API · Microservices · Uncategorized

Why is this not an API contract?


Why is this … my Swagger UI, generated from code not a contract? It describes my service, therefore it must be a Service Provider Contract. No? 

This was a common theme for a few of our clients with mobile/web teams as consumers of enterprise services.  Service providers generated contracts, and would sometimes create a contract in the API portal as well.

Service consumers would then read the contract from the API portal and consume the service. What the problem then?  …

SwaggerGenWhatIsIt.png

….the problem is that the red box i.e the Contract – is generated after the service is implemented and not vice-versa.

Why is this a problem then?  It is a problem because the contract is forced upon the consumer and worse there are 2 versions of this document.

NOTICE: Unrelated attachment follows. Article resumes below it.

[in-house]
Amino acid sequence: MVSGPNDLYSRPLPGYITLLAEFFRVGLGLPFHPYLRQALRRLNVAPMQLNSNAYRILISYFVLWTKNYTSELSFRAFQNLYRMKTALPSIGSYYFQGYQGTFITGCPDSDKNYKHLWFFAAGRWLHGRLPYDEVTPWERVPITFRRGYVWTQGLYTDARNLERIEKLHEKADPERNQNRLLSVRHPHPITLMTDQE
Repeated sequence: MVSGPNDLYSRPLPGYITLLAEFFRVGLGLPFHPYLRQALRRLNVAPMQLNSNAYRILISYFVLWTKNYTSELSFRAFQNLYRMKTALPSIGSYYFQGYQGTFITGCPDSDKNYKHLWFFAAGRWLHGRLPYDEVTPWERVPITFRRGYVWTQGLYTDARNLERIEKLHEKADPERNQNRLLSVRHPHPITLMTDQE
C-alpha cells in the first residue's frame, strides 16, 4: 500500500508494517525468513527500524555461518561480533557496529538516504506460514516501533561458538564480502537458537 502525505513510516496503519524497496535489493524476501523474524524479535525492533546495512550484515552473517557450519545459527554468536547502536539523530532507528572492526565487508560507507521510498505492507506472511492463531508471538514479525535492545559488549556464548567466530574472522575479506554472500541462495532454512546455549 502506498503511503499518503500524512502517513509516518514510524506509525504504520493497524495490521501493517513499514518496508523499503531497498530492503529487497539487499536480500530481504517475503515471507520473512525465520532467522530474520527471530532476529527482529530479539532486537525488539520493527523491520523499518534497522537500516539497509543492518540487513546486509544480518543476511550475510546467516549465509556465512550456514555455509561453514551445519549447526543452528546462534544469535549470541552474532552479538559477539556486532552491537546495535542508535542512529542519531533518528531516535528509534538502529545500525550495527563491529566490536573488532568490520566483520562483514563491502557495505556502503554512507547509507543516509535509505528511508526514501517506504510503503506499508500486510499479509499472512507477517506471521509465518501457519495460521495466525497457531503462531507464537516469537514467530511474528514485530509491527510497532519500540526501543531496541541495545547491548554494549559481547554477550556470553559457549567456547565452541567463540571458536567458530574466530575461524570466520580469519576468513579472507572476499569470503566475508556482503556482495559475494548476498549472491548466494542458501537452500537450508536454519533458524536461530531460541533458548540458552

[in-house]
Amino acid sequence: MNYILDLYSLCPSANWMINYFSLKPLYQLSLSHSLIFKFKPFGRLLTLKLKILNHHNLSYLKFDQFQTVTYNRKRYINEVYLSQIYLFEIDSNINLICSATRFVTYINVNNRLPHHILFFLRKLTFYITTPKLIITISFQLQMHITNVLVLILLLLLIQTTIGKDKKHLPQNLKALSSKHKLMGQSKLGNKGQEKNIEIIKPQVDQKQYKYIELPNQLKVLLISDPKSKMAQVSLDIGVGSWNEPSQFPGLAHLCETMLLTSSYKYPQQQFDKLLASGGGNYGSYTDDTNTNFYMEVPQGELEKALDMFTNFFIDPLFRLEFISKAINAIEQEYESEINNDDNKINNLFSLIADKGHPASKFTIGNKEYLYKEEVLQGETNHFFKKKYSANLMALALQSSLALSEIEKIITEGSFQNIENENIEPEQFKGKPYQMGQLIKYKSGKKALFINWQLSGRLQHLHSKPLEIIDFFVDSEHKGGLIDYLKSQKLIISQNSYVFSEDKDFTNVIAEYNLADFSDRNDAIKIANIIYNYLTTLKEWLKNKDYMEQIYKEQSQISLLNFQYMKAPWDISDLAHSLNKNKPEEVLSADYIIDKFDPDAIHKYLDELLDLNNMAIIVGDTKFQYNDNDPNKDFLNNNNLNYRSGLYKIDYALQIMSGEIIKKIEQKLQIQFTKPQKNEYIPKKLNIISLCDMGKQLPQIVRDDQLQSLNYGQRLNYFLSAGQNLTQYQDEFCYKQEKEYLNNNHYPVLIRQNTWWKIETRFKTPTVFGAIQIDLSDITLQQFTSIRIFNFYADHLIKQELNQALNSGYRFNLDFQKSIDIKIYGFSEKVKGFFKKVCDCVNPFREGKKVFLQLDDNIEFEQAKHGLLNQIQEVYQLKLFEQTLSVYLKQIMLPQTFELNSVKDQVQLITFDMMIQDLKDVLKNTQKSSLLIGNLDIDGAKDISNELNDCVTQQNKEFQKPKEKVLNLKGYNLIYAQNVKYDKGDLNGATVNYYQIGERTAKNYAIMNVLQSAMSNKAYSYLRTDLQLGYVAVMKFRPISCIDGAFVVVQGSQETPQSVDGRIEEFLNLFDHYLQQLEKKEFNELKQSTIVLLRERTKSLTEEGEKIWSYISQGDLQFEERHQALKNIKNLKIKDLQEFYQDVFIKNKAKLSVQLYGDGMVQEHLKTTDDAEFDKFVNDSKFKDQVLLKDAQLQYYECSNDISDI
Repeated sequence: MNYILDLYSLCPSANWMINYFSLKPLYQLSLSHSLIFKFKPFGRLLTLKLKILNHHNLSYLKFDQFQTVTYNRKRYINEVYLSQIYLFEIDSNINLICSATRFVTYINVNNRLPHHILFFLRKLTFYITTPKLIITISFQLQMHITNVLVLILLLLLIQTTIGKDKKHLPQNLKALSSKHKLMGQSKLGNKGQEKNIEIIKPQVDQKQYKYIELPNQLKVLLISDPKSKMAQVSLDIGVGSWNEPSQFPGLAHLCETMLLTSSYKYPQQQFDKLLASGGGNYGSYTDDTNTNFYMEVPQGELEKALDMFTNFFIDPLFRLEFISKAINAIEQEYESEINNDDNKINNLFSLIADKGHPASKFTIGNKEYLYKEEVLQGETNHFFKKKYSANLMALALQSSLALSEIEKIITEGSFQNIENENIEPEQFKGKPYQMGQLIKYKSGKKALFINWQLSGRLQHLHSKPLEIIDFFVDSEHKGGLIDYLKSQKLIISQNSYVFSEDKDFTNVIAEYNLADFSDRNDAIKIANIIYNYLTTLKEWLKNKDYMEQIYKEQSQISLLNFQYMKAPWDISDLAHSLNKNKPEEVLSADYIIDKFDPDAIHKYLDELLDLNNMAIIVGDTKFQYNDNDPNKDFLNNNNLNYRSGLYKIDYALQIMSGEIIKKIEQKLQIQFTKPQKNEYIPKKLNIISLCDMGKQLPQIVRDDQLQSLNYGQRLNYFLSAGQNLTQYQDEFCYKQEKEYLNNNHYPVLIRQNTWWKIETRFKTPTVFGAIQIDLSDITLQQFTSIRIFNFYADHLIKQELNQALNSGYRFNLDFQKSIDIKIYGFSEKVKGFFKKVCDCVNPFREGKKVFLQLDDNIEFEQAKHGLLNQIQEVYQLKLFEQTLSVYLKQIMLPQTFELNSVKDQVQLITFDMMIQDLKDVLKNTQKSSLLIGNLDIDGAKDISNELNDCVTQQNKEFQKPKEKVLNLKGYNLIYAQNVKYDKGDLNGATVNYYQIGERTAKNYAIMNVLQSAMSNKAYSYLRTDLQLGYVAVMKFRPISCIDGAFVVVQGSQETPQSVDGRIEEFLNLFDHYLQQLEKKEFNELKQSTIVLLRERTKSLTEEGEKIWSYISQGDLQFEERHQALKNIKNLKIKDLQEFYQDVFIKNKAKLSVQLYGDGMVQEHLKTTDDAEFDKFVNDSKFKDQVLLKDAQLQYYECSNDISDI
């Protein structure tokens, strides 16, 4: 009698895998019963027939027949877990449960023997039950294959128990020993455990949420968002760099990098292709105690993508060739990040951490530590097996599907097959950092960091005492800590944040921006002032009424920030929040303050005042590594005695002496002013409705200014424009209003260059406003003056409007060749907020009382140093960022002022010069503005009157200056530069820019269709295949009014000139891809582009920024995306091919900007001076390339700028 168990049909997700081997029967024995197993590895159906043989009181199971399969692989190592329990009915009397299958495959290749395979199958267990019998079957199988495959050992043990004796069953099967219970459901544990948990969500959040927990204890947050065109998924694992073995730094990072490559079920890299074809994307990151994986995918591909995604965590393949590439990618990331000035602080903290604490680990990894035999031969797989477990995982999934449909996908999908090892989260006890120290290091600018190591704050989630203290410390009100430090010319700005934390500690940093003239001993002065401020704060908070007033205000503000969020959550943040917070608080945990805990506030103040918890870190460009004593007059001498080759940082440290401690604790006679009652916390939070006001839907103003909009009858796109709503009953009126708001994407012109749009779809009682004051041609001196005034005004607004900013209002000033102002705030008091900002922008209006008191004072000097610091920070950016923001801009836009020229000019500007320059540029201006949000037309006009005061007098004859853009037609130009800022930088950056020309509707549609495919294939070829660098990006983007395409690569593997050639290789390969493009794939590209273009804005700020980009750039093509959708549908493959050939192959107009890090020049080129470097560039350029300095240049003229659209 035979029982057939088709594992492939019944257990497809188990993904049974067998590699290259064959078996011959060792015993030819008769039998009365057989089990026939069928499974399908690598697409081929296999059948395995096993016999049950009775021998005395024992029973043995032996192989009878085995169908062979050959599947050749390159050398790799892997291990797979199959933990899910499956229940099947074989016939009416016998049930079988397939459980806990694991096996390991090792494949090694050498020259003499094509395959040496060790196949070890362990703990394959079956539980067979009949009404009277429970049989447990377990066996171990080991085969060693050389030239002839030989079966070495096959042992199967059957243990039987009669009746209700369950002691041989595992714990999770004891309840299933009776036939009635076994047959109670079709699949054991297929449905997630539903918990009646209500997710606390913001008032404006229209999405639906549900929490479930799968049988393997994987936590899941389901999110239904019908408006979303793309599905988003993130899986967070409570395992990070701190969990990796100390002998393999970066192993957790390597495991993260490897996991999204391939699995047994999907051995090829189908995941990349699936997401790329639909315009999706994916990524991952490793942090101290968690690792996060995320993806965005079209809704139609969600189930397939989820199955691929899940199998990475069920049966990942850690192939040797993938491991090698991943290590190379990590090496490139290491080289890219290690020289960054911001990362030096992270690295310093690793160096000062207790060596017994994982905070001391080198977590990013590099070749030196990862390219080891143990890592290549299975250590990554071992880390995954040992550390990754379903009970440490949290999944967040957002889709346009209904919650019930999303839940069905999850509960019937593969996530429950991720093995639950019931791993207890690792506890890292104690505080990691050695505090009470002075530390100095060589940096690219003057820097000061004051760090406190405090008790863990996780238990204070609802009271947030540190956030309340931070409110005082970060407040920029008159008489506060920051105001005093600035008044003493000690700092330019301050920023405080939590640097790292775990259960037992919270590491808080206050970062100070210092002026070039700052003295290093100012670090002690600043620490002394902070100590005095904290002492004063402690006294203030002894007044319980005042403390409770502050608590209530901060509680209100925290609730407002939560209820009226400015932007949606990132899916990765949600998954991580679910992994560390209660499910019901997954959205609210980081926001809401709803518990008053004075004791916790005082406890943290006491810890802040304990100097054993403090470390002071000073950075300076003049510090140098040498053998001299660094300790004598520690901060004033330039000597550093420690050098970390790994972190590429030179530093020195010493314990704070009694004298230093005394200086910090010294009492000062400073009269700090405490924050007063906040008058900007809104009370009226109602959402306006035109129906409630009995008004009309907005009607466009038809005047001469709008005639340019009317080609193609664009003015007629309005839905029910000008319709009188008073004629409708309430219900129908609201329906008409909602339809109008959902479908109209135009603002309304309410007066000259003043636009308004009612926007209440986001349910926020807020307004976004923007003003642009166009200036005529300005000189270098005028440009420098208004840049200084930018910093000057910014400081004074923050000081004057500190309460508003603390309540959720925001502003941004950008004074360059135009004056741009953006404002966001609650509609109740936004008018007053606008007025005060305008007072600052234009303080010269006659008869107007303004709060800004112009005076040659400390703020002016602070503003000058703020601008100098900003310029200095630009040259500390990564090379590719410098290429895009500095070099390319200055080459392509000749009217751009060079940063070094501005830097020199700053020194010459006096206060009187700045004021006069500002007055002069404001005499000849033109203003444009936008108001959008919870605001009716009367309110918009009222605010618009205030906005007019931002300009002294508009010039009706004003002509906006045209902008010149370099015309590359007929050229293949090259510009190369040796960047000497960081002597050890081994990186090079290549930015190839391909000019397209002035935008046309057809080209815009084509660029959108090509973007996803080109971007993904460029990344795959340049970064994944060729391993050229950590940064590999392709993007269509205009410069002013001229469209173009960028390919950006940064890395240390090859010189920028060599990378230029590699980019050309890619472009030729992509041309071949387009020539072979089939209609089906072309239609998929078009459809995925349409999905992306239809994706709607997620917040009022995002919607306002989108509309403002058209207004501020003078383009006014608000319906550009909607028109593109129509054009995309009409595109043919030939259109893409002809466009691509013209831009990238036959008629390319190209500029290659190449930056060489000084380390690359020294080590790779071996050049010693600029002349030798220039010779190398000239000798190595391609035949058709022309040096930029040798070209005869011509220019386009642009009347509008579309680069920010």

So what? Well as you can imagine, changes to the service implementation over time will generate the provider contract (red box), while consumers continue to read the out-of-sync contract.

so? A contract is an agreement between the two parties – consumer and provider. In the above use-case though, this is not the case.

Key Points:

  • Generated Swagger UI is a documentation and not a contract
  • A contract is a collaborative effort between Providers and Consumers
  • A product (API Gateway) cannot solve this problem, it is cultural
  • The above process will create 3 layers of responsibility – Service provider, Service consumer and middleware provider
  • The 3 layers of responsibility makes it harder to test APIs

Side note: I believe this was a big problem with SOA – the “Enterprise Business Service (EBS)” was owned by the middleware team and “Application Business Services (ABS)” was owned by the services teams.

The fix?

Collaborative contracts that help define what a service should do!

This contract is used by Consumers to build their client-code and more importantly the providers use the contract to build the service and test it!

Contract.png

 

 

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